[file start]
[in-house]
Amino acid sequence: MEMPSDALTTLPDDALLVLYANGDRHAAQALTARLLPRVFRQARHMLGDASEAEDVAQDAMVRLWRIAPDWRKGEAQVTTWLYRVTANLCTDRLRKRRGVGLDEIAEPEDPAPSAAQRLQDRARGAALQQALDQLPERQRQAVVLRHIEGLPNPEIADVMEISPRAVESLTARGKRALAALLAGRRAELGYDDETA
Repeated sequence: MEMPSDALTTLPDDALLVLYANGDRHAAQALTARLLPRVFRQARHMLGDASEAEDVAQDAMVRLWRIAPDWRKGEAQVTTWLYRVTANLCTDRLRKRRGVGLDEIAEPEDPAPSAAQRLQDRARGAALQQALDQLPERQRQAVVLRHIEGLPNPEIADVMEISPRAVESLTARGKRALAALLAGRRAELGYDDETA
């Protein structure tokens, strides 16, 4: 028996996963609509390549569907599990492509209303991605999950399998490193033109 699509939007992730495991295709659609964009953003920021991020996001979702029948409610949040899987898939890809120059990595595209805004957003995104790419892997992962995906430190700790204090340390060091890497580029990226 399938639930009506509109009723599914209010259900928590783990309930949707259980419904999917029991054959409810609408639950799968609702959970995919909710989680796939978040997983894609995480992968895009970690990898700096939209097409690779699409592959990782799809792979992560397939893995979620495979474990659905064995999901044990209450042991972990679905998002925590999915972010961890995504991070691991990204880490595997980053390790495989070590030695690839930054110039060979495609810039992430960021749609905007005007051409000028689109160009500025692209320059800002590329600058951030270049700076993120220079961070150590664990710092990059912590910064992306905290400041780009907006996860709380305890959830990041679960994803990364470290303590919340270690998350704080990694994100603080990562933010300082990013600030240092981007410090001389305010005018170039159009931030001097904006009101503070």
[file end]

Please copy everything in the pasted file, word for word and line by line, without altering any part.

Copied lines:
[in-house]
Amino acid sequence: MEMPSDALTTLPDDALLVLYANGDRHAAQALTARLLPRVFRQARHMLGDASEAEDVAQDAMVRLWRIAPDWRKGEAQVTTWLYRVTANLCTDRLRKRRGVGLDEIAEPEDPAPSAAQRLQDRARGAALQQALDQLPERQRQAVVLRHIEGLPNPEIADVMEISPRAVESLTARGKRALAALLAGRRAELGYDDETA
Repeated sequence: MEMPSDALTTLPDDALLVLYANGDRHAAQALTARLLPRVFRQARHMLGDASEAEDVAQDAMVRLWRIAPDWRKGEAQVTTWLYRVTANLCTDRLRKRRGVGLDEIAEPEDPAPSAAQRLQDRARGAALQQALDQLPERQRQAVVLRHIEGLPNPEIADVMEISPRAVESLTARGKRALAALLAGRRAELGYDDETA
């Protein structure tokens, strides 16, 4: 028996996963609509390549569907599990492509209303991605999950399998490193033109 699509939007992730495991295709659609964009953003920021991020996001979702029948409610949040899987898939890809120059990595595209805004957003995104790419892997992962995906430190700790204090340390060091890497580029990226 399938639930009506509109009723599914209010259900928590783990309930949707259980419904999917029991054959409810609408639950799968609702959970995919909710989680796939978040997983894609995480992968895009970690990898700096939209097409690779699409592959990782799809792979992560397939893995979620495979474990659905064995999901044990209450042991972990679905998002925590999915972010961890995504991070691991990204880490595997980053390790495989070590030695690839930054110039060979495609810039992430960021749609905007005007051409000028689109160009500025692209320059800002590329600058951030270049700076993120220079961070150590664990710092990059912590910064992306905290400041780009907006996860709380305890959830990041679960994803990364470290303590919340270690998350704080990694994100603080990562933010300082990013600030240092981007410090001389305010005018170039159009931030001097904006009101503070």